Coffee is Like a Hug

Thursday, August 29, 2013

The day was brand new, my eyes heavy coming out of the sleep. The room is warm, even though the sun is barely peeking through the the house. El Paso, Texas during the summertime in the 80s, and outside of the window, I hear my grandmother hanging the laundry on the line. There is a bird chirping outside, and I pull the crisp, white linen sheets over my small body. I never knew how those sheets remained stiff, yet comfortable. I take a deep breath and there’s the faint smell that feels so familiar.

My abuela always made a little cafecito con leche each morning to start her day. When she would lean in close to me to help me with my napkin, smelling her breath always felt like a sacred secret. After our meal, after the dishes were washed, there she would sit in her chair, affording herself a few minutes to dip half of a bolillo into her café as her breakfast.



The house would be busy with shuffling sounds of my mother going from room to room picking things up or organizing. I’d hear the whirr of the vacuum, muffled footsteps on the carpet, and cabinets opening and closing. Then my favorite sound of all, the grains poured into the metal. The water filling the vessel and not many moments later the popping of coffee activating in the percolator. It was my job to fill the sugar container and a small glass with milk. We were having a party, the guests would come over and coffee was always there, waiting to be poured or shared. Lots of chatter, glasses clinking, the spoons hitting the sides of the mugs as their owners stirred the milk and sugar. Daddy never drank coffee.


Amarillo, Texas in the mid-80s, waking up before the sun, I was a little grumpypants. Never in my life have I ever been a morning person. But one Saturday out of every month, I would have to get up much earlier than I would ever have to awake for school. I’d throw on some old clothes and my ten-ees (sneakers) and we’d head to the church. I’d spend the next hour or two polishing the wooden pews in my church. Initially, I’d be angry to be up that early, but for my efforts, I’d be rewarded with a donut and mom would get her coffee: 3 sugars, 1 milk.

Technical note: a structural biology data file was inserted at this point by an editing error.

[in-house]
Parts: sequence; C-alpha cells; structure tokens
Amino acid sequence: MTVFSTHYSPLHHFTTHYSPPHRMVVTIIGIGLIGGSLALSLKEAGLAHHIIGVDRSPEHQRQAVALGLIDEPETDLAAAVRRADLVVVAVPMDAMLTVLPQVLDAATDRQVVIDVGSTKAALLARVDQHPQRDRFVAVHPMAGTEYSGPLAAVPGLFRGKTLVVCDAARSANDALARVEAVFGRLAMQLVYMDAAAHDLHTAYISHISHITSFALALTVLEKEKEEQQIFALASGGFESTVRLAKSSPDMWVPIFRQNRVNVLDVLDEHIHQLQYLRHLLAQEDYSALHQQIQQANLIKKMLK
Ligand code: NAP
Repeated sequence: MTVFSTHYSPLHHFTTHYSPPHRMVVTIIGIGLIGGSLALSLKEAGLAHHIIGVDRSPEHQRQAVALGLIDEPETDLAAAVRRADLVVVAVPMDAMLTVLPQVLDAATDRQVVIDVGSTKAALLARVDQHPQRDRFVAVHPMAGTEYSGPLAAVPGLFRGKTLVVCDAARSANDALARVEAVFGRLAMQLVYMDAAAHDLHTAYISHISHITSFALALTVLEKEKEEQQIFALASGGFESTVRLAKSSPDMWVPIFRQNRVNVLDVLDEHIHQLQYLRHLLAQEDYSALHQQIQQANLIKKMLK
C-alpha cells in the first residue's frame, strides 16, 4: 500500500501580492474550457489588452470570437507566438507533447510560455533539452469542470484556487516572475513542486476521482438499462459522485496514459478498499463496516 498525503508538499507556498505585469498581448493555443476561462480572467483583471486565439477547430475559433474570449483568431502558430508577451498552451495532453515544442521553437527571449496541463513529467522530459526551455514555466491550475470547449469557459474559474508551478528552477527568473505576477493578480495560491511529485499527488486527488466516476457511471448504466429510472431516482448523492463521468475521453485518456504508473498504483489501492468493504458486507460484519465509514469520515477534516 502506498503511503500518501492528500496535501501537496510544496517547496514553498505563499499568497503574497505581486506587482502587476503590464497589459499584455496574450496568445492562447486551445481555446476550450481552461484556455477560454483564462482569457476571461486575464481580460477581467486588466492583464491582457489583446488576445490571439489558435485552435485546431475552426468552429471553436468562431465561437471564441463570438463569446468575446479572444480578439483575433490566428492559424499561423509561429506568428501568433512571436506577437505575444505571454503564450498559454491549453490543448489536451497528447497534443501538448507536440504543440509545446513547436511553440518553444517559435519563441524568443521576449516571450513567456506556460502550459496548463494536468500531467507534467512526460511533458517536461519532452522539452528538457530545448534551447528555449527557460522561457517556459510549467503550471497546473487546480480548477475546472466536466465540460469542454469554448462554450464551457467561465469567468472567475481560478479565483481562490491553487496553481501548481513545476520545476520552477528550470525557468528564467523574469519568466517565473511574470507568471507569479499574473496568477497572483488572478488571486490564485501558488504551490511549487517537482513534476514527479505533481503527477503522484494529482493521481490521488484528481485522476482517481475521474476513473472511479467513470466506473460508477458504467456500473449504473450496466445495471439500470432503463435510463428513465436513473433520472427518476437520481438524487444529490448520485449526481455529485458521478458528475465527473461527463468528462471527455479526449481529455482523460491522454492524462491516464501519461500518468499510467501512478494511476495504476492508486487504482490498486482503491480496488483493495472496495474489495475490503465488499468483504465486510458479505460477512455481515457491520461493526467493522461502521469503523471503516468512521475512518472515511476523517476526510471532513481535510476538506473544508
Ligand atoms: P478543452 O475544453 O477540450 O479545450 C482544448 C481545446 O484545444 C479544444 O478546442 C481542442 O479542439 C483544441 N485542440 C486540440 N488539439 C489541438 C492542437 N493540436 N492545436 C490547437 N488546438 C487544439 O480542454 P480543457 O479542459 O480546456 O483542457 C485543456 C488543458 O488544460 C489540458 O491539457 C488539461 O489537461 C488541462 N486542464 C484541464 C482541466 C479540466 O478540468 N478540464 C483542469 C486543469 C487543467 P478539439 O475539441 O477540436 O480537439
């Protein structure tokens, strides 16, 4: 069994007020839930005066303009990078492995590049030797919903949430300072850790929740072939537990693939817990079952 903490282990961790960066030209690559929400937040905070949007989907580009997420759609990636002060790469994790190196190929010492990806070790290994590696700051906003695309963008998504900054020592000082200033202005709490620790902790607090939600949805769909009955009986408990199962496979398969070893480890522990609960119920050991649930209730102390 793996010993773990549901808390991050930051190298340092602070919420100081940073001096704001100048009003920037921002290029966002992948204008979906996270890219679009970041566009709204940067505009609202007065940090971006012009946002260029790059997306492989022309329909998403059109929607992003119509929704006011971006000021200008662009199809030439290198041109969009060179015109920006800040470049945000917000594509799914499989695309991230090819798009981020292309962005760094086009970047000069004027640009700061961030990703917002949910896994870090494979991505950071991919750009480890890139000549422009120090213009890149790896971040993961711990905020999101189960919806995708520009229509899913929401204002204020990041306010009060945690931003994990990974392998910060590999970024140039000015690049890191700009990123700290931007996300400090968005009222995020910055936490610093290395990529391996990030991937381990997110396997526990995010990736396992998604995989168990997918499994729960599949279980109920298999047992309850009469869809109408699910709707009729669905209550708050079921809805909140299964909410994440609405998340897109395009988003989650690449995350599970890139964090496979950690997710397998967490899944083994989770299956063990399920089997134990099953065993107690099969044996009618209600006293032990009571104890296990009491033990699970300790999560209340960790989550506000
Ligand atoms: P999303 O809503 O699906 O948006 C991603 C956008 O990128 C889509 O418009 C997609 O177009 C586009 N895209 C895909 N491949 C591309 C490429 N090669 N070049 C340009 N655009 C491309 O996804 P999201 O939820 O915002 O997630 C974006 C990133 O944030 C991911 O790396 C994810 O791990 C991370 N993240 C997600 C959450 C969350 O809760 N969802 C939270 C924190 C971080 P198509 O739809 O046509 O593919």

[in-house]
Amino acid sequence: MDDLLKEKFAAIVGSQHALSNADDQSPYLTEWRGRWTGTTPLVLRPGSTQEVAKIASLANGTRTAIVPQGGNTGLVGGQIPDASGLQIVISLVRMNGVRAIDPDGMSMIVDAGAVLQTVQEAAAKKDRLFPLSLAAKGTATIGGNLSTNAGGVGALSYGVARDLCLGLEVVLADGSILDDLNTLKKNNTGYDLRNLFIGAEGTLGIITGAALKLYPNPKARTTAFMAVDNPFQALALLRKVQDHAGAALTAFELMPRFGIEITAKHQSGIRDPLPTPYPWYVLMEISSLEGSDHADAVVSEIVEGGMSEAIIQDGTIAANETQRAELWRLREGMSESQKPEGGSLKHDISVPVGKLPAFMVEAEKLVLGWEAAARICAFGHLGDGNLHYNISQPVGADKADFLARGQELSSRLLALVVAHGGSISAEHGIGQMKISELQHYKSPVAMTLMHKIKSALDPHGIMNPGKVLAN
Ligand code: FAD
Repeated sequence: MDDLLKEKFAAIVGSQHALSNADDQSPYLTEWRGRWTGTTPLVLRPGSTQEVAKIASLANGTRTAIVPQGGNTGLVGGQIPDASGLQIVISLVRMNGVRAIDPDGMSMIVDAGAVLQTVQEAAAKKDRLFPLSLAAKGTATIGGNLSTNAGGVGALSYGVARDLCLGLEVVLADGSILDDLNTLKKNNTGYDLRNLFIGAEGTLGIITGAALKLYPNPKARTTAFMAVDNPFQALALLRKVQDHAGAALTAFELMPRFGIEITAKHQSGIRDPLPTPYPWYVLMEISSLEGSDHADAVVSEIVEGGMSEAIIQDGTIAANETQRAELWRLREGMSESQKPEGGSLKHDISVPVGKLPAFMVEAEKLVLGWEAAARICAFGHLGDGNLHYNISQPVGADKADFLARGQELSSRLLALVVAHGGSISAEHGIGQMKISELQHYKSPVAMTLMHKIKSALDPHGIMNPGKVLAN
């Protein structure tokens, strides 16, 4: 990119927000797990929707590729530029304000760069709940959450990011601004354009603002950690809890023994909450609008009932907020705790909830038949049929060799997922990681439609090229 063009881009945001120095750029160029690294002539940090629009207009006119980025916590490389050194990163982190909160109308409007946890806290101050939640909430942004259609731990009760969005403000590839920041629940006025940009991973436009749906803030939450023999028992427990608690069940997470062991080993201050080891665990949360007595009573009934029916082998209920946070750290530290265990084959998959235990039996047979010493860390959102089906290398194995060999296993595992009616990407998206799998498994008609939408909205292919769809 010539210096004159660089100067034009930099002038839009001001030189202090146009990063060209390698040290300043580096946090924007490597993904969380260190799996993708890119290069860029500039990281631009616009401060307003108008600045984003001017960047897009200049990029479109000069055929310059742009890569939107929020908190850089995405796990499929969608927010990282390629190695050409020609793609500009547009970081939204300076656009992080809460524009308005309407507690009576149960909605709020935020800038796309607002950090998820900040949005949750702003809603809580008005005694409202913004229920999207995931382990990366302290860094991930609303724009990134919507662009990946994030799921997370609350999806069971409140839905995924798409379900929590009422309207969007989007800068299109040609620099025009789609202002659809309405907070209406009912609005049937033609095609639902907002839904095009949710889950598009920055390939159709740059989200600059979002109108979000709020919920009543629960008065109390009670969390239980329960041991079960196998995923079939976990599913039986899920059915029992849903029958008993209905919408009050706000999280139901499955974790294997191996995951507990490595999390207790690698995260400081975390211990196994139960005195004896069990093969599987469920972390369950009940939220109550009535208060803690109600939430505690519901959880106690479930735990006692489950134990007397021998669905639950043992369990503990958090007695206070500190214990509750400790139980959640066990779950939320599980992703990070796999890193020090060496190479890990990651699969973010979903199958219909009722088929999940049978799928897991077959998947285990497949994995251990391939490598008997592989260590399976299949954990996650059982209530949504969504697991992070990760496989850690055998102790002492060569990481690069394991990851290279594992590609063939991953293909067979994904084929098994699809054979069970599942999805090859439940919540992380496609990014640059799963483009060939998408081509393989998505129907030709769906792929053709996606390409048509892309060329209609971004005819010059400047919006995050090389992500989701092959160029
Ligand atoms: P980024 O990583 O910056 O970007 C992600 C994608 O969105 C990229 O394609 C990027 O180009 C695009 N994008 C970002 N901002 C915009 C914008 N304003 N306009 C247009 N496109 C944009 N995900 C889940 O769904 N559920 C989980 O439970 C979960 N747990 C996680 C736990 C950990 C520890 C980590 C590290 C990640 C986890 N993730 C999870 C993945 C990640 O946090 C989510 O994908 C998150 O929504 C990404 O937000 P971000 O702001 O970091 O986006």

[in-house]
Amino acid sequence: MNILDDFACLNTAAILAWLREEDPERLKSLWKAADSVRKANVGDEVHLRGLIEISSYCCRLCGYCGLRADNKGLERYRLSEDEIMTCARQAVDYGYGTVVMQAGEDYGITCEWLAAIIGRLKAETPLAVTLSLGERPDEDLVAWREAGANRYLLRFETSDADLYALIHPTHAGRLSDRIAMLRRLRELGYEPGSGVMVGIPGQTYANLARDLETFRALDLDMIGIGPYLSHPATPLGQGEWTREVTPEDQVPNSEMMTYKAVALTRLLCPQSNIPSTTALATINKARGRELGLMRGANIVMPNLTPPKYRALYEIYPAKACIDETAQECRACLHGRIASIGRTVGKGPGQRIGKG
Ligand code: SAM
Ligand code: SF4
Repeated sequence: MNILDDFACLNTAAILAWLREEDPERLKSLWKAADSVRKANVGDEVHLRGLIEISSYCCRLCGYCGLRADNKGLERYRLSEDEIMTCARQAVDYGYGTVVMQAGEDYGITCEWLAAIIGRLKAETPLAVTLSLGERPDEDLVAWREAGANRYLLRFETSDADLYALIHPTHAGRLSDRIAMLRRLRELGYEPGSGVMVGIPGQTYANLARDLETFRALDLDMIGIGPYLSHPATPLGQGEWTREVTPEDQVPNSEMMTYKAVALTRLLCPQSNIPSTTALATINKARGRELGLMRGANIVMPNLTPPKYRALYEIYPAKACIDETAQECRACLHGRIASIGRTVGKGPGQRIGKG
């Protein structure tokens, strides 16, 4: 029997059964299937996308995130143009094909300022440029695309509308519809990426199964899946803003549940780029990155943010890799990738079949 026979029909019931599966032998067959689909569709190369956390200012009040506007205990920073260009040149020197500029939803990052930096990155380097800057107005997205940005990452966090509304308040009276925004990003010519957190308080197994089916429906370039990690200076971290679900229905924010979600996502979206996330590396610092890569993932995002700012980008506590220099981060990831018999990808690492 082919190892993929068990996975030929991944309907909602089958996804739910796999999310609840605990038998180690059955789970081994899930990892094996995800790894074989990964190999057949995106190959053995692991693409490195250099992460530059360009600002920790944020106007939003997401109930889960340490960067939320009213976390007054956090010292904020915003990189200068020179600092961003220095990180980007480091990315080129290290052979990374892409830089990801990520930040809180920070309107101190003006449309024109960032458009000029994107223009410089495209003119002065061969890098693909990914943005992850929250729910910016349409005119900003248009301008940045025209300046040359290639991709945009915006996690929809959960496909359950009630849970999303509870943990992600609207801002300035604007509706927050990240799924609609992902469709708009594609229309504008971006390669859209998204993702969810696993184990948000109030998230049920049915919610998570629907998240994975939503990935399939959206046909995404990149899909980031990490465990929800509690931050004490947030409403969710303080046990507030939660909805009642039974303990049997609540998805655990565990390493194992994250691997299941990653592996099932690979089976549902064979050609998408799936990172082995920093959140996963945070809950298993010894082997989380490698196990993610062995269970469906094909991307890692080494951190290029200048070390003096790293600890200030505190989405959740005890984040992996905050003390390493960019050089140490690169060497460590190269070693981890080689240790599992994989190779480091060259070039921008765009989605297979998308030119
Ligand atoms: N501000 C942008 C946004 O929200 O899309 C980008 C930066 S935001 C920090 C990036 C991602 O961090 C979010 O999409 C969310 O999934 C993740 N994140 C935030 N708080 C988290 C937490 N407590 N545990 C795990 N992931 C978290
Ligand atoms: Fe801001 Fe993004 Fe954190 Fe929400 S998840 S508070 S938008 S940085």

Summertime errands, I always wanted to go to the bank with my mother. Not so much because of the free Dum Dum we would get in the drive-thru, but because when she had to walk in, next to the free coffee was a glorious, sparkling sugar cube pyramid. I was allowed to eat two. I’d savor them one at a time, melting that sweet goodness on my tongue. And ever so often, one of the cubes would have a lone drop of coffee on it. It tasted good. It filled me with an unexplainable warmth and happiness.


In high school, hovered over our books, with our calculators and pencils, I’d sit in that booth at IHOP with my buddies. Smelling that coffee and being around my friends would make me smile. I didn’t yet drink it, but I did enjoy the smell. Later, when I was in college, I would go to McDonalds and order a small coffee. Not to drink, but just to enjoy the smell in my room. To remind me of home. To bring comfort me. There were more than a few solitary moments, laden with horrific thoughts of doing harm to myself, and I could be brought back to center with the comfort of coffee. Arms wrapped tightly around my body from within. Reminders that I am loved.


I had my first child. Running on very little sleep, patience low, I was reminded of the the coffee I’d afforded myself during my pregnancy that helped me to stay awake on my commutes home. I would indulge in a saccharine and calorie-filled caramel macchiato from Starbucks, and ZING, I was a new person. Not only did the caffeine activate my brain to alert, but my body was filled with dopamine happiness.


Specialty coffee shops have emerged near my office. I’ve made friends with baristas. That frothy goodness from their skilled hands produced euphoric optimism, which worked in my favor. Has always worked in my favor, especially when I’m trying to slay those demons from within. I heart coffee. I enjoy sharing it with friends. I enjoy it alone. It makes me think of happy times. It also reminds me during those not-so-happy times that there will be sunshine again,  that I just need some patience. Sit. Wait. Sip the coffee.

Do you have a special coffee story? If so, I’d like to hear it.



**If you are still reading this and there is likelihood that I will ever see you in person, then consider this a coupon for a free coffee. We’ll sit, chat, sipping on our coffees, talking about everything and nothing.**

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